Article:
Manchester United earned their three points yesterday rather easily. There could have been reason to fear when looking at the line-up. Our fourth and fifth choice central midfielders, Darren Fletcher and Michael Carrick, started in the middle, Nani replaced Giggs on the wing, Louis Saha, who is still struggling for match fitness, filled in for Carlos Tevez, Mr Utility, John O’Shea, took over the left back duties from Evra, whilst Kuszczak filled in between the posts in place of the injured Van der Sar. I wondered whether Ferguson was underestimating this Sunderland side somewhat, considering we only narrowly beat them 1-0 at Old Trafford a few months previously with a much stronger team.
Like usual, fortunately Sir Alex Ferguson proved my worries unfounded, as we put four past the North East side. Whilst not surprising to see Wayne Rooney and Cristiano Ronaldo on the scoresheet, it was rather intriguing to see Louis Saha put two away, due to the lack of goals he’s scored this season. Rooney did the hard work for his first goal, playing a perfect ball in to the area. However, it was Louis’ movement off the ball which enabled him to gently guide the ball in to the back of the net. He created room for himself, then darted between three defenders to get that all important touch on the ball. The second came from a penalty, Saha resuming duties with Ronaldo already being subbed off (which begs the question, who would have taken the penalty if Ronaldo was still on the field?), which Nani won.
After being on the receiving end of much criticism, from United fans as much as anyone, Louis Saha has spoken out about the importance of scoring yesterday. “After the last few games, I was a little upset with myself because I had four or five opportunities, and I could not score them,” Saha told L’Equipe. “So this time I am happy. It is very good for my state of mind. It is also reassuring as my team-mates know they can rely on me to score opportunities. The more I play, the more I get opportunities. I am improving, notably on efficiency level. But in the game, I am not satisfied. I want to bring more and I know I still have a lot of work.”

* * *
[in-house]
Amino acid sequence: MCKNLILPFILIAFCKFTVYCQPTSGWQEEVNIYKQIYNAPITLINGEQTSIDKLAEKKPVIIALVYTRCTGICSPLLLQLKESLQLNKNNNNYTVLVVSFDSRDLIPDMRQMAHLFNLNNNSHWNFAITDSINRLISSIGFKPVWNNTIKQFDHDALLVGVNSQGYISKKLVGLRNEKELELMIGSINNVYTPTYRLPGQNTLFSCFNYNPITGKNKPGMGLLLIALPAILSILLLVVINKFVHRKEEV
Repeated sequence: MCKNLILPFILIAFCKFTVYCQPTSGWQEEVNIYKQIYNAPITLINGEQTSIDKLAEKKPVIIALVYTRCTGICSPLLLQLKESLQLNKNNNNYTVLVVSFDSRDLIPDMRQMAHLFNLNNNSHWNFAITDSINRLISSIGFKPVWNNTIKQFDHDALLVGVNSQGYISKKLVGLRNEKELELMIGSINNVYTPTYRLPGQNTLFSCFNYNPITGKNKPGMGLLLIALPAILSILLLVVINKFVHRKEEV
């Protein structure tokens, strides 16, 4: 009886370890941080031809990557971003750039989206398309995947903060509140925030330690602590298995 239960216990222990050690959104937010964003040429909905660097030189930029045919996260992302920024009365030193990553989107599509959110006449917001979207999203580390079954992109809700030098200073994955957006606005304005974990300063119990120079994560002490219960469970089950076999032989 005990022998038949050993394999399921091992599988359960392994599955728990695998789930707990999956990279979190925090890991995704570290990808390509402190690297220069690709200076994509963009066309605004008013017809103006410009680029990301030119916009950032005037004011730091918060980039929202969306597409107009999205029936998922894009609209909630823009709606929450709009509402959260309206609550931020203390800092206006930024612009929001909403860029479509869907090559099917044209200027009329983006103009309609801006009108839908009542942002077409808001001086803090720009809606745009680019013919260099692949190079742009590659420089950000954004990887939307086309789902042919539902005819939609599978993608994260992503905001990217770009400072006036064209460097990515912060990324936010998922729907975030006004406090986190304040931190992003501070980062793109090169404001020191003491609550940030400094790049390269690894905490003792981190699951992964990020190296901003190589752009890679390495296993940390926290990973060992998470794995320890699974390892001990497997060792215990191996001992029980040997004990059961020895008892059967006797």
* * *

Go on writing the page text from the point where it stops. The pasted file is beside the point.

Saha has now put three past Sunderland this season, scoring the winning goal against them at Old Trafford, and when looking at his goals to starts ratio, he hasn’t faired too badly this season. He is still building up his fitness, and more importantly, his confidence, but I’m not under any delusions that scoring two against a team ripe for relegation means an awful lot. He still has a long way to go, and with the Rooney-Tevez partnership developing nicely, I see no reason why Saha should be keeping his place in the team. He’s got a long way to go to win the core of United fans back over, who would be happy enough to see him leave in January.
I think that Ferguson is handing Saha a perfect opportunity to prove himself, and yesterday, he made some progress in doing that. Saha is still not satisfied with his football, but the question is, can we ever be? Or is it too late for Saha to salvage his Manchester United career?
Made in Manchester is available for just £5. It includes 30 articles from the country's best football writers about graduates from the Manchester United academy. All profit goes to Trafford Macmillan so please support this fantastic cause.